Since 9/11, climate data appears mixed, while energy consumption in the United States has undergone a notable amount of change.
Measures of climate change present a mixed picture for the United States. While the average global monthly concentration of carbon dioxide has increased by over 6% from 368 ppm to 391 ppm from September 2001 to June 2011, greenhouse gas (GHG) emissions in the United States have actually declined by 3.4% from 2001 to 2009, the latest date for which this information is available. That said, the decline in American GHG emissions is likely due to reduced economic activity associated with the financial crisis in late 2008.
Since 9/11, the United States appears to have been moving in the right direction in terms of increasing its energy independence. It is less dependent on the OPEC oil cartel, and has increased its share of energy consumption from geothermal, solar, and wind resources. That said, its investment in clean base load power generation from nuclear energy has changed very little. While the United States has increased its energy consumption from nuclear power plants, it still has the same number of nuclear power plants now as it did at the beginning of the decade. Additionally, crude oil and gasoline prices have increased precipitously, and offshore drilling activity is down sharply.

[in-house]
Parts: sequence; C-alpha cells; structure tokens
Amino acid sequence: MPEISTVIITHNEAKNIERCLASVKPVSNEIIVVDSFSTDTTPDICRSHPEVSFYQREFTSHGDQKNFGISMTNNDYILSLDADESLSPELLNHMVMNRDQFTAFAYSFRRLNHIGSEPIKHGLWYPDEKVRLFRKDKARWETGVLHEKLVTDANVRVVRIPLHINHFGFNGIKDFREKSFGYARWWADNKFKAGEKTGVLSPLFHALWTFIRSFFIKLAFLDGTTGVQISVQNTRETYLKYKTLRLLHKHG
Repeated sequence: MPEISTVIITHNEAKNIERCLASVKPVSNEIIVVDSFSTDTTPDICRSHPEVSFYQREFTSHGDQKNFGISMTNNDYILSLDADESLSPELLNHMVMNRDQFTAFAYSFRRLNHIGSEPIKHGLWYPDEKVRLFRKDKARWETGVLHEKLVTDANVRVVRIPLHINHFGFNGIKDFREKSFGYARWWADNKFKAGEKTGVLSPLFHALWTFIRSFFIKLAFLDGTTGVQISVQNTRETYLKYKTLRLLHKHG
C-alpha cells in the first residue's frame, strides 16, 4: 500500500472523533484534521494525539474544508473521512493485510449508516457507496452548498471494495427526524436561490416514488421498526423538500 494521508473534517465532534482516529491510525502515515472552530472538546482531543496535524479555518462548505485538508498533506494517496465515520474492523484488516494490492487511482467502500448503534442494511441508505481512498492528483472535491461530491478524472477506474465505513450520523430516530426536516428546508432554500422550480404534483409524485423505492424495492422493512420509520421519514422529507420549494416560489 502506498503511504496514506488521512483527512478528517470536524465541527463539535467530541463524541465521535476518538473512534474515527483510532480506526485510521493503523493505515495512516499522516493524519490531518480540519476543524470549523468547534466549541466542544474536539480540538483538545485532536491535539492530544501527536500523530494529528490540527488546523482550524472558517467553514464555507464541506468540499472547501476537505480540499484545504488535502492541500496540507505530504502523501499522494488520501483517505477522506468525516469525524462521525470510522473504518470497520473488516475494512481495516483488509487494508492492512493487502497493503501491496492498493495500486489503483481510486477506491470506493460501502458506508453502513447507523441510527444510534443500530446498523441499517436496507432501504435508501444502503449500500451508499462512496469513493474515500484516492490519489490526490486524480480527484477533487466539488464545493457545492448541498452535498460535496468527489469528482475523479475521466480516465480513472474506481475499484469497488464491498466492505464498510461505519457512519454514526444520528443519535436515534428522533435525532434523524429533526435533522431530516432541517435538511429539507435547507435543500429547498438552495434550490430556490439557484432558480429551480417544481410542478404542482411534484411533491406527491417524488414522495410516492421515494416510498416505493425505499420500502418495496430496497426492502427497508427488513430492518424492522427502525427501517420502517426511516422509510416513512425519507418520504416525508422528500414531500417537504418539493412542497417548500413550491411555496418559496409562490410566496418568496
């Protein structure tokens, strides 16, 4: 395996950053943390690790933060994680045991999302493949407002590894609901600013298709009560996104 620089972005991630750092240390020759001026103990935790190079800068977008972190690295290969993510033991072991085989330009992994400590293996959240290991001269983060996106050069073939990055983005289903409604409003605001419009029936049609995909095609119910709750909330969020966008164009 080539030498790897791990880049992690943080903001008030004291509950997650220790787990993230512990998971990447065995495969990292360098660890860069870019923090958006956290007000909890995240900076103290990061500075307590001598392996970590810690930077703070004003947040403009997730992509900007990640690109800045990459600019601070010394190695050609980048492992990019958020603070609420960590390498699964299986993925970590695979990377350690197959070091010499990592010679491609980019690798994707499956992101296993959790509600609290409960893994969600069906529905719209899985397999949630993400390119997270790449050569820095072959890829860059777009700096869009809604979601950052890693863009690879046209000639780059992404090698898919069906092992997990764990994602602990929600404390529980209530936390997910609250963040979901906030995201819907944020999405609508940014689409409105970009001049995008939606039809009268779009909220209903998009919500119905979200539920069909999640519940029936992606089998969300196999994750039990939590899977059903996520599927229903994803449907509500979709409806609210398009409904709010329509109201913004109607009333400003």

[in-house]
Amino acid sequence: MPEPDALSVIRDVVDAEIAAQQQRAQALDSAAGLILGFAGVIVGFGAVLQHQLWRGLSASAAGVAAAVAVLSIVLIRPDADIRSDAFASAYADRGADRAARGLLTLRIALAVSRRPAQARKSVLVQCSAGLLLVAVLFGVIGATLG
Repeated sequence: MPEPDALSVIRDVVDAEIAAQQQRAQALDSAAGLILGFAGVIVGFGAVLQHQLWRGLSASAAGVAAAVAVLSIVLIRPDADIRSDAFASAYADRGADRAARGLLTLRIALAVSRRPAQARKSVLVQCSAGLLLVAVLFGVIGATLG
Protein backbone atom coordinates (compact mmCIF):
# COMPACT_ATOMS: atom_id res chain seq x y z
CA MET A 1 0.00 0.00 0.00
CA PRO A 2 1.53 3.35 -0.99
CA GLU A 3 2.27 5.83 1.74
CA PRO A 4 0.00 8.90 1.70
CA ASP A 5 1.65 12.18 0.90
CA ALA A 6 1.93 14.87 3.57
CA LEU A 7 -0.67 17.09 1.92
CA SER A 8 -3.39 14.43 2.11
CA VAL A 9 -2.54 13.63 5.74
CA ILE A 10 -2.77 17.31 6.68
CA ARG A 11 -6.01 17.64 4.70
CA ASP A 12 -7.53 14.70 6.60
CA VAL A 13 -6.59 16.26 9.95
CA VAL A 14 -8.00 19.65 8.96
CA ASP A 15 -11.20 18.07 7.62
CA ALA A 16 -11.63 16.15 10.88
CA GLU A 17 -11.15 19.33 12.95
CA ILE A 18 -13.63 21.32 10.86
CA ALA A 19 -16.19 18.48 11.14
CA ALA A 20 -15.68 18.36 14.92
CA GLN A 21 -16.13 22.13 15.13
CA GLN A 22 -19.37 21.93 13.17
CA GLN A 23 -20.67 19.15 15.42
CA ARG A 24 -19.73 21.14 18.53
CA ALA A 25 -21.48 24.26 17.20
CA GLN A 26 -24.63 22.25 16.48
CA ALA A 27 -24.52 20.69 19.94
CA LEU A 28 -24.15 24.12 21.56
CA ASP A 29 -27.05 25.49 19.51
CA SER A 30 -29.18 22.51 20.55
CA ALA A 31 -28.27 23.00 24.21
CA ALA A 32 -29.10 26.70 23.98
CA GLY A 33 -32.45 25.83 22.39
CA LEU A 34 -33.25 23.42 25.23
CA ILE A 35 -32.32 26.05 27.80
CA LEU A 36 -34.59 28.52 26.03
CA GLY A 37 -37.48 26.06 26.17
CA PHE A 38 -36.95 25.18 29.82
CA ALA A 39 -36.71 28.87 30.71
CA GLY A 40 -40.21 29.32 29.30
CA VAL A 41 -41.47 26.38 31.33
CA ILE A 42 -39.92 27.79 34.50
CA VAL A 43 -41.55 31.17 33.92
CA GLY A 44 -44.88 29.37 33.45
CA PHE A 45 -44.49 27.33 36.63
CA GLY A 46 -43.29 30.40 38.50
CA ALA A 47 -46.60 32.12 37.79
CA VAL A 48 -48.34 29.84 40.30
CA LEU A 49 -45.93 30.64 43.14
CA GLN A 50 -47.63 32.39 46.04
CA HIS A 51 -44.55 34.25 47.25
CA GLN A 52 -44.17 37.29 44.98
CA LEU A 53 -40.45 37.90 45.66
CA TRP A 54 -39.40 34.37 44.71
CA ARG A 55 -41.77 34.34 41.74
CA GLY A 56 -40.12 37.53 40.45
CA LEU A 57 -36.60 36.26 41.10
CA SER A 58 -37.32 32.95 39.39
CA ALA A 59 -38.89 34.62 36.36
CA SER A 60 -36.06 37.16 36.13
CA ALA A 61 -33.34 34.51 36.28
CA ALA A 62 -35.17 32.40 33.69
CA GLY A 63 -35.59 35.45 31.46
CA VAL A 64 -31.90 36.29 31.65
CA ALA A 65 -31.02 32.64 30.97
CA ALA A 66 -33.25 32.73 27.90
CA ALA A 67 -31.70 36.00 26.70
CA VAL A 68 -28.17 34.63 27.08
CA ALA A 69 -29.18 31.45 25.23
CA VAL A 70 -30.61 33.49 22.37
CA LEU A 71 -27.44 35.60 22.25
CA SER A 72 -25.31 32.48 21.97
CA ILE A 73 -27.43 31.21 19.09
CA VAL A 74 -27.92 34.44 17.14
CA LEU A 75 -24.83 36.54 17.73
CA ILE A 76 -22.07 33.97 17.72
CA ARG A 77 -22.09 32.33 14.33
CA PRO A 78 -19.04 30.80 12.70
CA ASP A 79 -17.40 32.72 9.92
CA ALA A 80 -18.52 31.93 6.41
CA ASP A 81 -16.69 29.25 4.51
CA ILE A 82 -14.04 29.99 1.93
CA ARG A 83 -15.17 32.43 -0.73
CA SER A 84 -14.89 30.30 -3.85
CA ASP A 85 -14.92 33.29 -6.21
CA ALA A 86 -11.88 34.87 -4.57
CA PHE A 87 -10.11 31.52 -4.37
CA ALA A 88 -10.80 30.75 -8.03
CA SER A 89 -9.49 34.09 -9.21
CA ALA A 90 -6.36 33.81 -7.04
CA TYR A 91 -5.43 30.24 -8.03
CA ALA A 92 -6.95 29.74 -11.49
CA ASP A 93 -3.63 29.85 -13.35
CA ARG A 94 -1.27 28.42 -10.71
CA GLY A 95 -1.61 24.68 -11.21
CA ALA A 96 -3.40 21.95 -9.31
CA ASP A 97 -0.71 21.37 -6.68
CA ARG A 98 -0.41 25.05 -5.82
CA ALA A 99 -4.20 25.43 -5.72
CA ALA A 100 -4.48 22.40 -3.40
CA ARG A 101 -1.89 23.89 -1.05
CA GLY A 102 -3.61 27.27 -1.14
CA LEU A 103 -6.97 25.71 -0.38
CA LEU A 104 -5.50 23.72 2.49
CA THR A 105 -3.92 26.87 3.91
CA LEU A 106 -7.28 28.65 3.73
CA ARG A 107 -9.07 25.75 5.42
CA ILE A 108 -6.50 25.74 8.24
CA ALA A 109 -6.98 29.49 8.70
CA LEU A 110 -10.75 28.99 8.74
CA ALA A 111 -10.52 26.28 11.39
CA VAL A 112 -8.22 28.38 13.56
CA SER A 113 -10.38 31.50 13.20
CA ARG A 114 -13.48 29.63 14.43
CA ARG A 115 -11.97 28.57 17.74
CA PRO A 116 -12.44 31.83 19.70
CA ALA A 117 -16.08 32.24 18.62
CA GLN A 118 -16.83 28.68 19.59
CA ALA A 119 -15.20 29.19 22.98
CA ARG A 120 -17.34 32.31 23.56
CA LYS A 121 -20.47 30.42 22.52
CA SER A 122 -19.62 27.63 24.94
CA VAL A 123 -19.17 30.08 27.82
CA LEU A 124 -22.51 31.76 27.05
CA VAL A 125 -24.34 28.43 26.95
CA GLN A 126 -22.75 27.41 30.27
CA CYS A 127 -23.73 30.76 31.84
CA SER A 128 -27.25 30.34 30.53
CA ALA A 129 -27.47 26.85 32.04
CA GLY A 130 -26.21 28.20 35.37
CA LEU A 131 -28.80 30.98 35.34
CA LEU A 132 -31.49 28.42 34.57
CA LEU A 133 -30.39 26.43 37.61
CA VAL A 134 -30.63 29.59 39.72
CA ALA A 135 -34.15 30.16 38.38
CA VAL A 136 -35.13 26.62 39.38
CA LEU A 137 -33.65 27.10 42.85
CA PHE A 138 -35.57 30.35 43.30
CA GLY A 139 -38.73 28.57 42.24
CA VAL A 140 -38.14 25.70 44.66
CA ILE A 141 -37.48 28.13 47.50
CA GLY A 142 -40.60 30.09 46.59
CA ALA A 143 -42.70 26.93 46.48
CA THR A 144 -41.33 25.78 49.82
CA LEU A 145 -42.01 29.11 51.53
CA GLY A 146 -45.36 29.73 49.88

Since 9/11, energy consumption in the United States showed the following trends:
Crude oil prices have more than tripled
Gasoline prices have more than doubled
Petroleum imports from OPEC have declined by over 18%
The number of offshore oil and gas rigs in operation has declined by over 75%
The United States has not built a single new nuclear power plant
Wind energy consumption is over 13 times what it was in 2001
Solar energy and geothermal energy consumption are up over 70% and 29%, respectively.
A comprehensive chart outlining many of these key differences is included below: